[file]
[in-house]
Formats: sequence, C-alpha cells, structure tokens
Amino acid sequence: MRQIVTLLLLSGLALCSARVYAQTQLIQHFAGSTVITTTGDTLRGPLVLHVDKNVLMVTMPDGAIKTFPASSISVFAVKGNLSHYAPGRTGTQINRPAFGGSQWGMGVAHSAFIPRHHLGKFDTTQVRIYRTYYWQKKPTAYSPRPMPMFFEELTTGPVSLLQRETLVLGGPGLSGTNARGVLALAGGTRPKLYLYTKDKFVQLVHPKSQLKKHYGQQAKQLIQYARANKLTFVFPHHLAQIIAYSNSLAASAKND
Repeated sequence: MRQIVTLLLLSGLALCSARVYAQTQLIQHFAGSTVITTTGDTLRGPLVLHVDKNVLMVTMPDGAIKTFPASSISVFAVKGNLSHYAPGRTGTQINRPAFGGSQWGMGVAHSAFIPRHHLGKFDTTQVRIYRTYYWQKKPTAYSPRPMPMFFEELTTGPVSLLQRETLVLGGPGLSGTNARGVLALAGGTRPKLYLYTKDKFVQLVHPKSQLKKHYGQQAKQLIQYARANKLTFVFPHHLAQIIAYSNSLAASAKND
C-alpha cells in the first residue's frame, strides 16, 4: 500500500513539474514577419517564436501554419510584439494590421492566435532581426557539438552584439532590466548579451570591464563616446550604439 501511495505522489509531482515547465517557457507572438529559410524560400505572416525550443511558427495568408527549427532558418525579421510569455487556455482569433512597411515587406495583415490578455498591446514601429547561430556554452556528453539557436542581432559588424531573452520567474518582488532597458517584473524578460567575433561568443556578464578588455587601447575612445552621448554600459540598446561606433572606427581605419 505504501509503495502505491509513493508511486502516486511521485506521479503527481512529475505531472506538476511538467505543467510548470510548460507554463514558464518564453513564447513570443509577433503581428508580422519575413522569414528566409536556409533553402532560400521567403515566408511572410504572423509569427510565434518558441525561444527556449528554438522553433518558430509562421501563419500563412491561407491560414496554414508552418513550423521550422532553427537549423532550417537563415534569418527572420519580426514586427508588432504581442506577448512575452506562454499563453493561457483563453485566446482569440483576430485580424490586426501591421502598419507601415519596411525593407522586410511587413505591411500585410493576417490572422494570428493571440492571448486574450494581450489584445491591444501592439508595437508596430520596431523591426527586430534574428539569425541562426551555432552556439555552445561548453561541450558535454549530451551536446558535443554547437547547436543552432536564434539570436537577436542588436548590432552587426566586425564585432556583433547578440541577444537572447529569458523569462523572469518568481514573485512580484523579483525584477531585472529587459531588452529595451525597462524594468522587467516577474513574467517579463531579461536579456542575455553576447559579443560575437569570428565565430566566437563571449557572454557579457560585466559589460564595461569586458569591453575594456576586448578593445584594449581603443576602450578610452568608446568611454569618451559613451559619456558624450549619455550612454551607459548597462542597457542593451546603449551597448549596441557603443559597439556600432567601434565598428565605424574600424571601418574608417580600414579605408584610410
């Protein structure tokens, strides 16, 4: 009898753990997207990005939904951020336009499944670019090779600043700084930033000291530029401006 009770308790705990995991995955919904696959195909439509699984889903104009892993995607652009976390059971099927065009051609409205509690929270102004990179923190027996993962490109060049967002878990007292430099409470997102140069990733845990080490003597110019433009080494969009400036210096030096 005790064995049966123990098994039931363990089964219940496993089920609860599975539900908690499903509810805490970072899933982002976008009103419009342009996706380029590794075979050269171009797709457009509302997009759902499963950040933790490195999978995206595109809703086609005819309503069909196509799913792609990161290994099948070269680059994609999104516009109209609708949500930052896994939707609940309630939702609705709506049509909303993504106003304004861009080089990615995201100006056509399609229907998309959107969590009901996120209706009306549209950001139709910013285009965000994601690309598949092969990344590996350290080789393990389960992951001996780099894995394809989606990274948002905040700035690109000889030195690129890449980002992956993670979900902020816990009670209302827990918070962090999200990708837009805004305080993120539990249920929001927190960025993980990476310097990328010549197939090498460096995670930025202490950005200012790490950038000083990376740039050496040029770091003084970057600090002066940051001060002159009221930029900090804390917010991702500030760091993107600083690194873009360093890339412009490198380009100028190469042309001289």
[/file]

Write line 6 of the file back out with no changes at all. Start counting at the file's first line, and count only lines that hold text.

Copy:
């Protein structure tokens, strides 16, 4: 009898753990997207990005939904951020336009499944670019090779600043700084930033000291530029401006 009770308790705990995991995955919904696959195909439509699984889903104009892993995607652009976390059971099927065009051609409205509690929270102004990179923190027996993962490109060049967002878990007292430099409470997102140069990733845990080490003597110019433009080494969009400036210096030096 005790064995049966123990098994039931363990089964219940496993089920609860599975539900908690499903509810805490970072899933982002976008009103419009342009996706380029590794075979050269171009797709457009509302997009759902499963950040933790490195999978995206595109809703086609005819309503069909196509799913792609990161290994099948070269680059994609999104516009109209609708949500930052896994939707609940309630939702609705709506049509909303993504106003304004861009080089990615995201100006056509399609229907998309959107969590009901996120209706009306549209950001139709910013285009965000994601690309598949092969990344590996350290080789393990389960992951001996780099894995394809989606990274948002905040700035690109000889030195690129890449980002992956993670979900902020816990009670209302827990918070962090999200990708837009805004305080993120539990249920929001927190960025993980990476310097990328010549197939090498460096995670930025202490950005200012790490950038000083990376740039050496040029770091003084970057600090002066940051001060002159009221930029900090804390917010991702500030760091993107600083690194873009360093890339412009490198380009100028190469042309001289």